Despite the dispute over the Numbers, Cook acknowledged that she had control over the phone and fax lines while she ran REBIC and Bischoff's failure to transfer ownership of the Numbers to her did not contribute to the decisions she made with respect to REBIC, including her loss or discharge of REBIC's agents.   Cook did not blame Bischoff for the failure of REBIC.

Bischoff did not dissolve REH after entering into the November 1, 1999 written agreement with Cook, but continued to operate his property management business under that name.   Bischoff did not sell property again until after September 10, 2001, when Cook closed down REBIC.   Bischoff explained that he began selling property through REH after September 10, 2001, because the obligation to maintain a minimum number of agents, which Cook had failed to do, reverted back to Bischoff.   Some of the agents released by Cook also contacted Bischoff and asked him to take them on.   There is no evidence that Cook made any sales of real estate after September 10, 2001.

On March 20, 2002, Bischoff filed a complaint in the circuit court alleging that Cook had breached their agreement by failing to pay the remaining balance of $44,100.00 on the promissory note dated November 28, 1999.   Bischoff's prayer for relief consisted of the amount due on the note plus interest and attorney's fees and costs.

Cook answered Bischoff's complaint and also brought two counterclaims alleging breach of contract and breach of the implied covenant of good faith and fair dealing.   Cook sought special, general, consequential and punitive damages, and attorney's fees and costs.

The suit proceeded to a jury-waived trial which began on December 16, 2003.   Following the bench trial, the circuit court entered its Order on March 29, 2004.   Without reaching any conclusions regarding the existence of a breach of the Agreement, the circuit court concluded that Bischoff had elected rescission as his remedy and that he was under an obligation to return Cook to the position she was in prior to entering the contract.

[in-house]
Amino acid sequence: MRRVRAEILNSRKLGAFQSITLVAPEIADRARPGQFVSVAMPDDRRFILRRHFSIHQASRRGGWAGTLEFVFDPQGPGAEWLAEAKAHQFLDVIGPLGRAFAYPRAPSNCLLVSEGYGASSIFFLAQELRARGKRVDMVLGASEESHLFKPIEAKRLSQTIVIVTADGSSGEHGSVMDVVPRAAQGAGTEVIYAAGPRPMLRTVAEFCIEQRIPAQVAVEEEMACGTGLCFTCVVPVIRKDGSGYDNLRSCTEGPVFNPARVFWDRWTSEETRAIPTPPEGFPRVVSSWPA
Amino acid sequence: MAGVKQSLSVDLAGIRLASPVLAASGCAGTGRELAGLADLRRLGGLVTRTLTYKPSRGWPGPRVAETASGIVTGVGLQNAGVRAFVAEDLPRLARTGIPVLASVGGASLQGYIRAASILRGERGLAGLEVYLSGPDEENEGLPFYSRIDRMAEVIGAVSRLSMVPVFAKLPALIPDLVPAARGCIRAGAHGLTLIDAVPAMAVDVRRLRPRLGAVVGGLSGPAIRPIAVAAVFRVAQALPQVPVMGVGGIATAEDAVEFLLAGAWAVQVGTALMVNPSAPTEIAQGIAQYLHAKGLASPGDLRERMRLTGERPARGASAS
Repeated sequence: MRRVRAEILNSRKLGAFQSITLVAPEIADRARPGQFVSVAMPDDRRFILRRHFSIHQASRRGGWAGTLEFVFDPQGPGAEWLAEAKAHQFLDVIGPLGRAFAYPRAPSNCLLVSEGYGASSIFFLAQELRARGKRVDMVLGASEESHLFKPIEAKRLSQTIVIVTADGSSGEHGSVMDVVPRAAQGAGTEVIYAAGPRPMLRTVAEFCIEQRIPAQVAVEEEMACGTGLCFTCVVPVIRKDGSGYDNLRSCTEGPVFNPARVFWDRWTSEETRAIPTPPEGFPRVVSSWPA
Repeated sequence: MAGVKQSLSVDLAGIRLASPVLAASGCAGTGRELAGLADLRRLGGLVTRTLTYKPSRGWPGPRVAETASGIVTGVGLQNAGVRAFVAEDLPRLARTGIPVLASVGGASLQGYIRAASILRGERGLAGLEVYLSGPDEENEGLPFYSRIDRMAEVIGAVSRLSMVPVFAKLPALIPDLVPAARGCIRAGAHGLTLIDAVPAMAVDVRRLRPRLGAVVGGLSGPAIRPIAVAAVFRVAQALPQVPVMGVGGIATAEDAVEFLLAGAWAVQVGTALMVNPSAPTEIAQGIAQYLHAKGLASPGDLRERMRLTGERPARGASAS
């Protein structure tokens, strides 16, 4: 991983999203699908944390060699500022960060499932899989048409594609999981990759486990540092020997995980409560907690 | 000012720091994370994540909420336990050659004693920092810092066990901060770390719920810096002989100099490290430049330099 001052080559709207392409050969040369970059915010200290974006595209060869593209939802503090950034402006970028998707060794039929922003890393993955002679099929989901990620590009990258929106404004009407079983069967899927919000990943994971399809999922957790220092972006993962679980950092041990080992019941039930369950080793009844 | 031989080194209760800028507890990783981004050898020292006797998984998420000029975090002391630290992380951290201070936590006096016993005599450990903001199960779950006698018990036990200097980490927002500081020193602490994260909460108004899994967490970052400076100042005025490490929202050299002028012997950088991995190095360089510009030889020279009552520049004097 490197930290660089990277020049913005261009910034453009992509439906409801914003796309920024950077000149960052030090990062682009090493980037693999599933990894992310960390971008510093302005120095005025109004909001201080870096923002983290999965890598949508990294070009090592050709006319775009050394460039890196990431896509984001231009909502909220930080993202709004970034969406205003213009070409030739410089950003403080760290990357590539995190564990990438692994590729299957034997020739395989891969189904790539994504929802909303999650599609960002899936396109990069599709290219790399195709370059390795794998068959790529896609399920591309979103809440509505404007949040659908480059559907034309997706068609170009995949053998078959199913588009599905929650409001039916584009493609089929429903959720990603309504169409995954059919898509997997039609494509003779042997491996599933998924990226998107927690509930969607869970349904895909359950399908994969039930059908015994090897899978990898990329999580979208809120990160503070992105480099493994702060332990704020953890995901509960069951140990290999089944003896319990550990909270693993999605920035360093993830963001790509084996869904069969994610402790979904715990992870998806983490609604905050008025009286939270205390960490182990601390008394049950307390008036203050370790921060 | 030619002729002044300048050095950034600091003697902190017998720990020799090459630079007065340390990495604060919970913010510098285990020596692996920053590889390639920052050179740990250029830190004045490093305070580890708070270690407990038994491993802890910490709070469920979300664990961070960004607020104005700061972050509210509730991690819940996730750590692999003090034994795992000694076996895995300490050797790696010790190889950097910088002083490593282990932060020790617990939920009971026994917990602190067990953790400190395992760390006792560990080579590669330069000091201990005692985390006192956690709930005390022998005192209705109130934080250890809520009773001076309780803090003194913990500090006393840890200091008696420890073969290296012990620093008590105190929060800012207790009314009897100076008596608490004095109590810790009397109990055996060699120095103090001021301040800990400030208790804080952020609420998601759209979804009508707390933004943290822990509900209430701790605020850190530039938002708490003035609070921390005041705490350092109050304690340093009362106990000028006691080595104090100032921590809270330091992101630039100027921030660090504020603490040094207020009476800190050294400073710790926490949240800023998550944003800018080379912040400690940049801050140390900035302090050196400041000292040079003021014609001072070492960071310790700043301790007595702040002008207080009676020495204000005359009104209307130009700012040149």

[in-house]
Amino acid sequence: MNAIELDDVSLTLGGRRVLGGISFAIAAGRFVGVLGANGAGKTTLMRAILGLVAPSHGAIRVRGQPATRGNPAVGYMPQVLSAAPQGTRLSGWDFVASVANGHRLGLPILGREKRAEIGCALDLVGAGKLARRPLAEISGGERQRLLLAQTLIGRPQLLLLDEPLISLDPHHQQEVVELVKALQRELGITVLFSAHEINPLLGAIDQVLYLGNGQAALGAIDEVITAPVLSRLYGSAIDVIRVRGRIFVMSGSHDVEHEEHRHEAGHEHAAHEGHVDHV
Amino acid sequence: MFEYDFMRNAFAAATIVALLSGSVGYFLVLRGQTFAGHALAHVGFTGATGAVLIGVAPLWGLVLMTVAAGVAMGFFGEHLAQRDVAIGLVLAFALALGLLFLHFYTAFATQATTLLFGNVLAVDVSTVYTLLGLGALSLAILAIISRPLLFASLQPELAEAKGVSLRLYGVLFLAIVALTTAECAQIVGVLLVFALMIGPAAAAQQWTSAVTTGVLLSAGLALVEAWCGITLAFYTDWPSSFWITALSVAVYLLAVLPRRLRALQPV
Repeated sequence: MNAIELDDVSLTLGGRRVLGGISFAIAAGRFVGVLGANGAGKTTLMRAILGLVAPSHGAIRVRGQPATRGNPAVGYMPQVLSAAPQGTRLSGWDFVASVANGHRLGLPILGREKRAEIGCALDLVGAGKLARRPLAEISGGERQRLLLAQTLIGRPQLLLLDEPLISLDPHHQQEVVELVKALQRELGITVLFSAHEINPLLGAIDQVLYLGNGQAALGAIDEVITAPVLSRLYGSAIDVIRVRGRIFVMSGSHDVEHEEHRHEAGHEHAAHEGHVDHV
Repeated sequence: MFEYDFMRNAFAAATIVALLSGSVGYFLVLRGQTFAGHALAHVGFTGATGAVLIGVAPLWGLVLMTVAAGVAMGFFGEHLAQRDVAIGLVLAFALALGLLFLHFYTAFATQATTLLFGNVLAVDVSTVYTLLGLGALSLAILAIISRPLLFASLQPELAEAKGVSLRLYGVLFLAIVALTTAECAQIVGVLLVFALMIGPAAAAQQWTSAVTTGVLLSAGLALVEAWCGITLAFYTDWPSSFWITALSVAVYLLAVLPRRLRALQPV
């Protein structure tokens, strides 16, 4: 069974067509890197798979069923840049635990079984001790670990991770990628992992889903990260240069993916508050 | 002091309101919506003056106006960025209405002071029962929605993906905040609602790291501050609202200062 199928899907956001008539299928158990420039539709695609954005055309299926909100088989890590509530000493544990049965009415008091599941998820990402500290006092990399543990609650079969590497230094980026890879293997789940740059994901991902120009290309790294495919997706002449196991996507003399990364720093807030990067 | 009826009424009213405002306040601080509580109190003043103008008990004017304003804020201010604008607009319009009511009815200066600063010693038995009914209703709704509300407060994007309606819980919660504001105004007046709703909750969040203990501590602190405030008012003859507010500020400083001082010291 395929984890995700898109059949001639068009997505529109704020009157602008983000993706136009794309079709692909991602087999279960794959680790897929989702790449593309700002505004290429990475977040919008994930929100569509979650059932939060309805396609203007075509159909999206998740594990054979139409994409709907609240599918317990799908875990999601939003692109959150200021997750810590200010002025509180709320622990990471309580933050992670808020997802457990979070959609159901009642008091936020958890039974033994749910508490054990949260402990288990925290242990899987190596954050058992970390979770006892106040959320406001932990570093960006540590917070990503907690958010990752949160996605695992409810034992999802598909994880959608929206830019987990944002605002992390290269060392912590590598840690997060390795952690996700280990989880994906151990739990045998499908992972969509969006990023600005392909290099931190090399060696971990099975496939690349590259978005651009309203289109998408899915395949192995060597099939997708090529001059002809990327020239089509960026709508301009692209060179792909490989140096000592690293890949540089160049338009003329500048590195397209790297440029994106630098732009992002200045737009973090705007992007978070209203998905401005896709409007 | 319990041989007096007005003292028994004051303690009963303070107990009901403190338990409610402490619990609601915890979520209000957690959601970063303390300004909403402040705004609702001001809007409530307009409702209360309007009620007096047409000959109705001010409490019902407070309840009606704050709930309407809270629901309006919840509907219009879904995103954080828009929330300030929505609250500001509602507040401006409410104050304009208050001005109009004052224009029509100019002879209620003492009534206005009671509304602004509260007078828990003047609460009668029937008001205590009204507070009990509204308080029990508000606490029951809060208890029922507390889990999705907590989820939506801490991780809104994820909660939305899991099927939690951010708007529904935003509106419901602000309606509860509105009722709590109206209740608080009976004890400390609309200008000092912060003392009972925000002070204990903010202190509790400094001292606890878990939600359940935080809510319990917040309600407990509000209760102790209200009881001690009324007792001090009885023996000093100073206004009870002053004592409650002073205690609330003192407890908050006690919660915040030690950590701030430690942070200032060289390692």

Despite making findings of fact and conclusions of law appearing to render Bischoff the prevailing party on the merits, to the extent that the circuit court concluded he had elected rescission as his remedy, the circuit court entered judgment on June 1, 2004, resolving Bischoff's claim in favor of Cook and dismissing Cook's counterclaims in their entirety.   Cook was awarded $48,000.00 in restitution, $12,000.00 in attorney's fees and $1,171.00 in costs.

As authorized by Hawaii Revised Statutes (HRS) § 641-1(a) (1993), Bischoff timely filed a notice of appeal from the final judgment on June 29, 2004.   See Hawai‘i Rules of Appellate Procedure 4(a)(1) and 4(a)(3).

II. POINTS OF ERROR